Anyhow, a lot of good can come from a minority government in a mature democracy with a strong economy.
Reform of the voting system not least.It does sound quite undemocratic that a party receiving over 11% of the vote nationwide should only hold a single seat out of 150 in Parliament.
An electoral system that clearly favours 'bipartisanism' to the woeful detriment of every other political expression may have (had) its advantages.Perhaps the time has come to bring it under review.
Australians may now sigh with relief that a new government is soon to be...

domingo, 5 de setembro de 2010

TEc - "Hard travelling" The plight of the Gypsies lately branded as Roma...

There is one common denominator between Roma communities settled in just about every country within Europe - East, Central or West:

Integration into mainstream societies - if ever that should be the goal - has failed for the vast majority.There are, however, minorities within Roma - I would imagine in most countries - who have beaten a different path from their origins and thus succeeded individually.
This seems to indicate that there is nothing intrinsic to Roma people to suggest theirs is a totally shut-in, self-run social group fully impervious to mainstream society.
The persistence, however, of long held views embedded in mainstream society has overwhemingly contributed to carry through down the ages a stigma against Roma that is very hard to remove.
Stereotypes largely prevail only to be confirmed by daily life interactions, with the occasional extreme flare-up grabbing headlines everywhere.

I do not know the extent to which governments have over the years decidedly sought to 'win Roma over' by pursuing broad-ranged public policies specifically targeting them as a minority with own characteristics.Any attempts made have for the most part failed.This has further added to the general notion of 'them' as a hopeless 'them'.Perhaps Canada's mosaic approach to immigrant communities would best fit the Roma if they should indeed be classed as an entirely separate culture social group.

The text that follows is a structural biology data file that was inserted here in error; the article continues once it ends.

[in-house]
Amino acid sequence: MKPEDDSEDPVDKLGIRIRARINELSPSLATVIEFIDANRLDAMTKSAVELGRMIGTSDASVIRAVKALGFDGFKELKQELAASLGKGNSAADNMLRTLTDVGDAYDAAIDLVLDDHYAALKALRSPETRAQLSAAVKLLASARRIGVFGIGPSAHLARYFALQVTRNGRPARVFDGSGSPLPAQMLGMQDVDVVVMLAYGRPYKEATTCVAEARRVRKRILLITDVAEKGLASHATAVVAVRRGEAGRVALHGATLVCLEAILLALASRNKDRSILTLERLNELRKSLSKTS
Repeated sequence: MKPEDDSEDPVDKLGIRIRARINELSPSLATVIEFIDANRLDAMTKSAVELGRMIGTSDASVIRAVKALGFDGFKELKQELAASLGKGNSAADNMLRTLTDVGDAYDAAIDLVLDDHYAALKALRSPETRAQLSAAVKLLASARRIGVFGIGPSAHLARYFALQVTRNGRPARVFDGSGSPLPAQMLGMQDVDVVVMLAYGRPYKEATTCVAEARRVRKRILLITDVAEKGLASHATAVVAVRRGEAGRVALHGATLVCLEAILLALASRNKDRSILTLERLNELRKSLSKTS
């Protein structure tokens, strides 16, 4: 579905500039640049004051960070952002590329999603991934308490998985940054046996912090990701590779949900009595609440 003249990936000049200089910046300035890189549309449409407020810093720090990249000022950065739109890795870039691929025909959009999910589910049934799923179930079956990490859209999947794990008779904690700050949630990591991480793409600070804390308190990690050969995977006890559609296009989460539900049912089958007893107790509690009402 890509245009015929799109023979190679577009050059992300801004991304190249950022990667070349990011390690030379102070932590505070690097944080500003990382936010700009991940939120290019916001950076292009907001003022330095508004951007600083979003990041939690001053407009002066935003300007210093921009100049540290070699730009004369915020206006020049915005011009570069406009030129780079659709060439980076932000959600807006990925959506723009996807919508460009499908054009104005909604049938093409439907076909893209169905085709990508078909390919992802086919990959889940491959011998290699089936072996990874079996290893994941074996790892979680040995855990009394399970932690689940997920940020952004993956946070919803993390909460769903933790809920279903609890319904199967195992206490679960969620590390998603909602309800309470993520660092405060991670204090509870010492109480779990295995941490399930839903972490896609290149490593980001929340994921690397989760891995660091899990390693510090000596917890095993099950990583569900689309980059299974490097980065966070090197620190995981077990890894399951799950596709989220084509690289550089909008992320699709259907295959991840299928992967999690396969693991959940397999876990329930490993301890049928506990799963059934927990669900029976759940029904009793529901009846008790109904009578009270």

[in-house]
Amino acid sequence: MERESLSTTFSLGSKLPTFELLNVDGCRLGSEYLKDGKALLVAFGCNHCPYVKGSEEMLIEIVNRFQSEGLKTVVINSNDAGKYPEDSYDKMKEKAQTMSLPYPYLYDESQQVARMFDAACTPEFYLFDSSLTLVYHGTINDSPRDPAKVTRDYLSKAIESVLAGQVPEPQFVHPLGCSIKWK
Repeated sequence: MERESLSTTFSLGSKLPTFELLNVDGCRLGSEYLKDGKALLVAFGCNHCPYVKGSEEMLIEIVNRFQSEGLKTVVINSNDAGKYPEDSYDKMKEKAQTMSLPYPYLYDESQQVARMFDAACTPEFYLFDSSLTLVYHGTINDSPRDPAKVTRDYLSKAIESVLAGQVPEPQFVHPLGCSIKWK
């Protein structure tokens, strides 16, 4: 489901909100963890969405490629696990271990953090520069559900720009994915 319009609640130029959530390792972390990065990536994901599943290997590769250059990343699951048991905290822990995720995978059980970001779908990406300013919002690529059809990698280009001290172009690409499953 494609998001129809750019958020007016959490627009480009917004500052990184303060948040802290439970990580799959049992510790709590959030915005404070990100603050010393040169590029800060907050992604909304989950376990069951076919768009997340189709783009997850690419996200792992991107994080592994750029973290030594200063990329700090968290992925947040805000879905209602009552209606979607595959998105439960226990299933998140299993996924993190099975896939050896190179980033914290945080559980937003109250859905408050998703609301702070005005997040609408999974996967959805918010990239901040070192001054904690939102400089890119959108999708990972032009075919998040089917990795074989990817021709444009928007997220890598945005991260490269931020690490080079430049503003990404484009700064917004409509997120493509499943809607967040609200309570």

The next unanswered question is whether or not Roma will adhere - or be made to adhere - to that basic tool and requirement of social inclusion and evolution understood as such and taken for granted by every other social group anywhere: academic education.To break the vicious circle that so far placed Roma at the bottom rung of European societies much more needs to get done than merely stating the facts.While acknowledging the complexities the only way forward is in my view to get Roma children to go to school.And stay in school for as long as it takes to at least finish full compulsory education.If the next generation should be better educated than the former - and so on - chances are Roma will improve their lot in a relatively short timespan.

So will the perceptions - real or not - mainstream societies have of 'them'.

TEc - "Clearing up the climate" The Intergovernmental Panel for Climate Change has a rough ride

There's a great deal at stake when climate change is the subject matter of

The IPCC - despite every shortcoming in its organigram, make-up, scientific work, reviewing/editing methods and failings so far acknowledged - is a great institutional project in the making.
Its studies, assessments and findings should be exclusively based and guided by fundamentally sound scientific principles and data retrieved and processed to objectively reveal the extent to which the climate is indeed changing.